MILWAUKEE (AP) — The Republican presidential candidates are debating for the fourth time in the 2016 nomination contest, this time in Milwaukee, as they compete to narrow down the wide-open contest.
Here are the latest developments (all times local):
Closing statements in the main Republican debate focused on fiscal policy, the future and Hillary Rodham Clinton.
Donald Trump said "we cannot let Hillary Clinton, who is the worst secretary of state in the history of our country, win this election." Carly Fiorina said a "Clinton presidency will corrode the character of this nation." And Ohio Gov. John Kasich said he worried about what would happen if Clinton or Bernie Sanders won the presidency.
Kentucky Sen. Rand Paul argued he was the "only fiscal conservative on stage." Texas Sen. Ted Cruz stressed his commitment to "free-market principles."
Florida Sen. Marco Rubio repeated his forward-looking message, promising a "new American century." Former Florida Gov. Jeb Bush pledged to be a commander-in-chief, not a "divider-in-chief."
Retired neurosurgeon Ben Carson spoke of several issues, including drug overdoses, rising debt and abortion. He said it was time to change the "narrative," adding, "there is something special about this nation and we must embrace it and be proud of it and never give it away for the sake of political correctness."
Fox Business News moderator Maria Bartiromo ignited a chorus of boos from the Republican audience in Milwaukee by referring to Hillary Clinton's resume as "impressive."
But the veteran anchor plowed ahead with her question to Sen. Marco Rubio about how his experience makes him worthy of the presidency.
It's an opening for Rubio to leap headlong into his regular campaign speech, and he makes the most of the opportunity.
He says, "This election is about the future, about what kind of nation we're going to be in the 21st Century."
It's a line that serves as a subtle jab to his fellow Floridian, former Gov. Jeb Bush.
But Texas Sen. Ted Cruz can't let an opportunity to strike at Clinton go unanswered.
Says Cruz, "Hillary Clinton embodies the cronyism of Washington."
Moderator Neil Cavuto quietly notes, "All right, I think it's fair to say you're not fans of Hillary Clinton's resume."
Sen. Rand Paul says humans play a role in climate change, but President Barack Obama's policies to curb carbon emissions aren't the way to address it.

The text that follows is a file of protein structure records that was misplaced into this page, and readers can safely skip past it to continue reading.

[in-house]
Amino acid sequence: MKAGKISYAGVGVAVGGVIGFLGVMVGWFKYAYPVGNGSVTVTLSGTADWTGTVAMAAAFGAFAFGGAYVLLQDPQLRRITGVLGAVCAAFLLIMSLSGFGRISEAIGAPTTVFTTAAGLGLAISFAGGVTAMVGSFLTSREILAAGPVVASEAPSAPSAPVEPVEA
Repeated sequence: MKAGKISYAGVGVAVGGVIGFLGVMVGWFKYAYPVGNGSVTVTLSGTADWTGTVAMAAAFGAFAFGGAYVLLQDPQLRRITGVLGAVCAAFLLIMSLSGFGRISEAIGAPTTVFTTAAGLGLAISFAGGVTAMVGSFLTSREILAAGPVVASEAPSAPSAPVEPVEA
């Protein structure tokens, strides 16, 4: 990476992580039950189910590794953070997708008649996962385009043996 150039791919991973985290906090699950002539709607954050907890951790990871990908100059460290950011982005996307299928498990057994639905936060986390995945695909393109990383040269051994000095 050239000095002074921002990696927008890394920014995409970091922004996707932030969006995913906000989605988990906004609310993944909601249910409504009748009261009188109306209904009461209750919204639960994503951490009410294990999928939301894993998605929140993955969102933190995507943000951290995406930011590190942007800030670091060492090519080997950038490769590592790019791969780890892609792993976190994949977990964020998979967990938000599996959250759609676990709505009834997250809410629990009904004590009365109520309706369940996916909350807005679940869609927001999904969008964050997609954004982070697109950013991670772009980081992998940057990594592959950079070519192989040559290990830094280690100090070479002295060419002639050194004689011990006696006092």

He says coal must continue to be a part of the country's energy picture, alongside renewable sources such as solar, wind and hydropower.
He claims the president's energy policies are "devastating" his home state of Kentucky's economy — and the Democratic party's fortunes there.
Jeb Bush agrees it's important to diversify energy sources, but he says the way to do it is by creating a high-growth economy.
He says growth will spur investment in new energy technology and help reduce carbon emissions without too much government involvement.
Texas Sen. Ted Cruz says the federal government should not bail out failing banks.
Asked during the Republican debate if he would provide a bailout to Bank of America if it was about to fail, Cruz says he would not.
Still, he said there was a role for the Federal Reserve to play, noting: "What the Fed should be doing is number one, keeping our money tied to a stable level of gold and number two, being a lender of last resort. That's what central banks do, so if you have a run on a bank, the Fed can serve as a lender of last resort, but it's not a bailout, it is a loan at higher interest rates."
Cruz's comments drew criticism from Ohio Gov. John Kasich, who said he wouldn't ignore people who have their life savings in these banks. He said executive experience matters, arguing that "on-the-job training for president of the United States doesn't work."
Ohio Gov. John Kasich is trying to show his international chops by taking the debate audience on a trip around the world during the fourth presidential debate.
The former congressman and member of the House Armed Services Committee is vowing offense versus China on cyber security.
Ukraine? Arm the independence movement.
Saudi Arabia? Cut off aid to radicals.
Jordan? "We want to the king to reign for 1,000 years."
Israel? "We have no better ally in the world."
And while Kasich says, "China does not own the South China Sea," he credits President Barack Obama for moving U.S. naval forces into the region to keep them in check.
Just where is the best place to meet with Russian leader Vladimir Putin?
Carly Fiorina is jabbing rival Donald Trump in the fourth Republican presidential debate, saying she met privately with Putin — "not in a green room for a show."
Fiorina says Trump "fancies himself a very good negotiator" and he should know not to negotiate from a position of weakness.